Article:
The Case for Swift Action on Wetland Restoration

The Intergovernmental Panel on Climate Change recently released its fifth Climate Change Assessment Report. The report says restoring shoreline areas and taking other ecosystem-based adaptation steps can help coastal communities prepare for climate change, and also provide mitigation benefits. See our previous blog on the subject.

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We need to act quickly because the effects of climate change are already being felt, as detailed in a recently released National Climate Assessment by the federal government.

Though wetland restoration will not be the only tool in our kit to prepare our communities for climate change, there is virtually no downside to performing this restoration now, and a tremendous potential upside on the mitigation front. New studies are proving the ability of wetlands to sequester carbon in larger amounts than previously thought.

The good news is that wetland restoration is proceeding at a faster pace around the Bay than ever before, while a potential ballot measure by the Bay Restoration Authority in November could help our region start new projects that await funding and finish projects in progress now.

Here’s a status update on several prominent planned and in progress restoration projects that hold the greatest potential to protect communities from sea level rise and flooding caused by climate change:

Bair Island – Since being saved from development in the 1990’s, Bair Island has been a focal point of restoration in San Francisco Bay. Last spring, a pedestrian bridge was installed to connect Inner Bair with Uccelli Blvd, and project managers expect to formally complete restoration of Bair Island’s 3,000 acres this fall. Bair Island is in Redwood City, a low-lying city of 79,000 people. Its restoration will be an important part of Redwood City’s readiness for sea level rise.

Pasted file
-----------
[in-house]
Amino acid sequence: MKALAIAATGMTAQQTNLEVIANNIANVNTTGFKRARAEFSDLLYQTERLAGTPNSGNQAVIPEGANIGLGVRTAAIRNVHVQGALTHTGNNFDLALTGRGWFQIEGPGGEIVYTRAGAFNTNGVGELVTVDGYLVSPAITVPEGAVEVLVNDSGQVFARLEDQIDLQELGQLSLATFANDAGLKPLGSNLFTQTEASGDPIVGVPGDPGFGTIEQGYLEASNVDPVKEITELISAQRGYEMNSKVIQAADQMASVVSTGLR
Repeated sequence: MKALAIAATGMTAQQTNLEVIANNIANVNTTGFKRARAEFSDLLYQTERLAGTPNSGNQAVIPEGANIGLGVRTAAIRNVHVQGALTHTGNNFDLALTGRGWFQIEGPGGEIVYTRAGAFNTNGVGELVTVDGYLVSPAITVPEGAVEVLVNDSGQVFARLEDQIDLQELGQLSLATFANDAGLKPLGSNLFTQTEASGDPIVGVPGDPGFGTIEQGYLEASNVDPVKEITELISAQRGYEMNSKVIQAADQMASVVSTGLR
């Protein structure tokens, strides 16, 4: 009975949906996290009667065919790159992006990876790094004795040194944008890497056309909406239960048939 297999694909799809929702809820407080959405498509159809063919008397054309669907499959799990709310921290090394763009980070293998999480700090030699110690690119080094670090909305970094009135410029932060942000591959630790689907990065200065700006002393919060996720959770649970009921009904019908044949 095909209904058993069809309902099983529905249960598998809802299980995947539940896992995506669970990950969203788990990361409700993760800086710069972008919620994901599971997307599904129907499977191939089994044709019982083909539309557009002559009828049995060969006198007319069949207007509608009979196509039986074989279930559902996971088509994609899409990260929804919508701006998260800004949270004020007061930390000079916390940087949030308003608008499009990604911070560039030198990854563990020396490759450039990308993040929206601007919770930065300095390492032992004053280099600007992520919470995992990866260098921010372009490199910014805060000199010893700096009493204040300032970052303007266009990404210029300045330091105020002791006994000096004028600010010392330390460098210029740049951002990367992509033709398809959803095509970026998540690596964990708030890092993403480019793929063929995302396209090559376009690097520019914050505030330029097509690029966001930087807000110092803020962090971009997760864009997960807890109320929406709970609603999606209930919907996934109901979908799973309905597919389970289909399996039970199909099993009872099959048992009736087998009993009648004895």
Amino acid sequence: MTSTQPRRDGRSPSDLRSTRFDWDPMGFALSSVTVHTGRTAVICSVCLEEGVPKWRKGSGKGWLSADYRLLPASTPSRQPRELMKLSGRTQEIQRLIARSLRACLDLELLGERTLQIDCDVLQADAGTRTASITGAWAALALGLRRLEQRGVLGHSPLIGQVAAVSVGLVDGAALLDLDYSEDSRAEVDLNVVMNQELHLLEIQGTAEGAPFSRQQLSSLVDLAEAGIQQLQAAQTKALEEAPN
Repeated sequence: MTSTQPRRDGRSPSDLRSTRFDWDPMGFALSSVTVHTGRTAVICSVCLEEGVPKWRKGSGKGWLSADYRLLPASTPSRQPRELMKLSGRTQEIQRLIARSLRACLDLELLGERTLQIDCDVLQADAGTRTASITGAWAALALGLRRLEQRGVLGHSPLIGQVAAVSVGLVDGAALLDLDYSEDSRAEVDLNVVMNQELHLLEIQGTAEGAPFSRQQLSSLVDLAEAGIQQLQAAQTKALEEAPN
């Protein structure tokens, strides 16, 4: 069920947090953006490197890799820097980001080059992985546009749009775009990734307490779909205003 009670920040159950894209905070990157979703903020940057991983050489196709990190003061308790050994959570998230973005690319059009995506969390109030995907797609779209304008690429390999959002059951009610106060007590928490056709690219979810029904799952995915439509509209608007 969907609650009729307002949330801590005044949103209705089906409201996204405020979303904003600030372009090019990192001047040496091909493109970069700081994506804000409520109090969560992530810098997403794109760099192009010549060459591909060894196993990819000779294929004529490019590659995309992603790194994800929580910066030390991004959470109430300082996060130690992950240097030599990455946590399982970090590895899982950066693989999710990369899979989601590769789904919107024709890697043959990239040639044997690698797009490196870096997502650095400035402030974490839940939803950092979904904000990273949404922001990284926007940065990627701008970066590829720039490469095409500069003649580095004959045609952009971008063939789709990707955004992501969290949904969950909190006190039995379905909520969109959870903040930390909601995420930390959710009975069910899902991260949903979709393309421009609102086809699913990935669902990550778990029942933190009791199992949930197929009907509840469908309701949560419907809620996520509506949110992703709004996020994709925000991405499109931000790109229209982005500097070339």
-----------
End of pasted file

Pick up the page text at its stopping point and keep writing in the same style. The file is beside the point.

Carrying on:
Hamilton Field – A model for reuse, Hamilton Field was once a bustling military base along the Marin County shoreline. Earlier this spring, the decade-long restoration project was completed, returning this site to its natural state. Hamilton is north of San Rafael and adjacent to Bell Marin Keys, a community of 700 homes that sits 10 feet or less above sea level.

Cullinan Ranch – Cullinan Ranch’s 1,500 acres of restorable habitat along Hwy 37 were saved from development in the 1980s. Situated north of the City of Vallejo, this site will provide much needed habitat while continuing to protect the highway from flooding and sea level rise.

Eden Landing – The 1,000+ acres of Eden Landing mix the remnants of industrial salt manufacturing with restoration to create 50 nesting islands for migratory shorebirds including the endangered California clapper rail. Public access trails are slated to open in 2015. Eden Landing is situated near the San Mateo Bridge.

Ravenswood Ponds – Adjacent to the Facebook campus at the foot of the Dumbarton Bridge in an area prone to flooding, Ravenswood is one of the most visible interactions between the Bay and the built environment. Major restoration was completed in 2010, but volunteers continue to work on restoring native plants to the site.